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Revealing the region’s archaeology

By Fiona Reid
Revealing the region’s archaeology

THE guest speaker for the third of the Friends of Dumfries and Galloway Archives 2022/3 talks programme, on December 15, was Dumfries and Galloway Council archaeologist Andy Nicholson.

He gave a presentation on the D&G Archaeology Service and the regional Historic Environment Record in Dumfries and Galloway.

As a local authority with a very large geographical area – 6426 square kilometres and 385 kilometres of coastline – the region has a huge number of historic environment records – 32,000 in all, and with 18,000 “find spots”, where a wide range of relics have been discovered, including, recently, a mammoth bone, which may be the oldest yet found in Scotland. Other rare recent findings have been the head of a Roman god – made of lead – at Auldgirth, a Viking Cross found by a farmer near Stranraer, and numerous items during excavations ahead of the 2014 bypass at Dunragit.

Dumfries and Galloway is also rich in historic buildings, with 5500 pre-1919 buildings, ranging from the 18th-century Hastings Hall, near Moniaive, which has an Anglo-Saxon cross in its garden, to defence buildings at Eastriggs, dating from the First World War.

The region has 3500 listed buildings or structures, with once again a wide range – from a 1930s creamery at Killylung to the charming Queensberry Street Mews in central Dumfries, and the 19th-century Goldilea viaduct on the former railway line to Dalbeattie and Castle Douglas.

Altogether there are over 20,000 archaeology sites across the region, and 1800 maritime records, including 112 wrecked ships, recorded so that any debris from them washing up on the Solway Coast can have its origins traced.

Across the area as a whole there are 1150 scheduled monuments, which have a status that exceeds that of listed buildings, including legal protection. Examples of these run from Bronze-age burial chambers and urns, which are around 5000 years old, to Second World War resistance bunkers, like those at Drumlanrig. Human remains can be discovered in burial chambers, depending on the chamber’s construction, and there are also occasions when a ‘treasure trove’ is found, and Andy described discovering a ‘hoard’ at Dunscore, comprising 8400 silver medieval coins.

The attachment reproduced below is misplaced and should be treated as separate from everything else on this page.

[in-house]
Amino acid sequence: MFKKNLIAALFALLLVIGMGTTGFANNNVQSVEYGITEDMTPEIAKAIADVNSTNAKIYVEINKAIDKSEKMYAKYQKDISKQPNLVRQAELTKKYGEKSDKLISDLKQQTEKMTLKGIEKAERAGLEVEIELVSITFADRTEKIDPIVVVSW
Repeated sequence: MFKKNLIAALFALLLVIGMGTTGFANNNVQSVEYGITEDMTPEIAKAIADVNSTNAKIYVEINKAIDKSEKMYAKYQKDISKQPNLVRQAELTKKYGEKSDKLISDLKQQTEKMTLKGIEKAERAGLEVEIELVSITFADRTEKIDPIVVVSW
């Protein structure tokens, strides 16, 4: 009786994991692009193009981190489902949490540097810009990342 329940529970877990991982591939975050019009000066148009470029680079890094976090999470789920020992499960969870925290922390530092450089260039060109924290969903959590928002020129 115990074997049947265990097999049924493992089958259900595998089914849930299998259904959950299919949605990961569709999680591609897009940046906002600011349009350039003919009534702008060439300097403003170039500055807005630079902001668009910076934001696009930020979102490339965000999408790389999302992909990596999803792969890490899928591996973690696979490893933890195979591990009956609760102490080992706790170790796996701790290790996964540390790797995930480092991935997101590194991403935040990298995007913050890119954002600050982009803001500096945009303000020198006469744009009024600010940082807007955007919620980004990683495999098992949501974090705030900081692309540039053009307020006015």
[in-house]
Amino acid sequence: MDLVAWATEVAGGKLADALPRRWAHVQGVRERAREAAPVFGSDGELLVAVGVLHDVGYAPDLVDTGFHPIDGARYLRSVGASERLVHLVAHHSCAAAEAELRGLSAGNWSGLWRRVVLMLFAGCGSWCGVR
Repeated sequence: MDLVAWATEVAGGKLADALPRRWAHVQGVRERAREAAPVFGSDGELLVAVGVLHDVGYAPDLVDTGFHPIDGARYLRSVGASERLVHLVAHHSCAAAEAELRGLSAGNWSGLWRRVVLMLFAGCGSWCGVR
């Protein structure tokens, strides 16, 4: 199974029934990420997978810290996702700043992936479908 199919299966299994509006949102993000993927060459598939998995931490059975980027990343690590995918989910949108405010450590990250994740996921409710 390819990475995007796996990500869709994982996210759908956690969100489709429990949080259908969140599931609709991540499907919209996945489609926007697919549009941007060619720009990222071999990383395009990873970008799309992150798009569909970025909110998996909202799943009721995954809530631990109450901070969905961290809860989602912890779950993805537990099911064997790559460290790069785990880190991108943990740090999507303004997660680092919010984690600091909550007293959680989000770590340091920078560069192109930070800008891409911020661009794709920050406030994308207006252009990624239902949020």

Records of all the finds and sites are held in the Historical Environment Record, a detailed database. The council website has a section on the archaeology service, including an interactive map and Historic Environment Viewer at

As the council’s sole archaeologist, Andy spends a good deal of time analysing local planning applications, in case new developments require archaeological examination prior to any planning permission being granted or any actual development being allowed to take place – before the excavations or archaeological ‘digs’ that have to take place before development works can begin. Recent examples of these have been in cellars in Friars’ Vennel in Dumfries, and at Annandale Distillery.

Andy finished by describing the range of work provided by the council archaeology service, which covers the assessment of all planning and forestry applications, advice for land management and rural development, archaeological data for companies, work with national, regional and local bodies, like museums and partner local authorities. He regrets that he now does little practical archaeology but his role does include setting up projects for local communities and he visits schools and other groups to give talks and promote archaeology as an area of interest and study.


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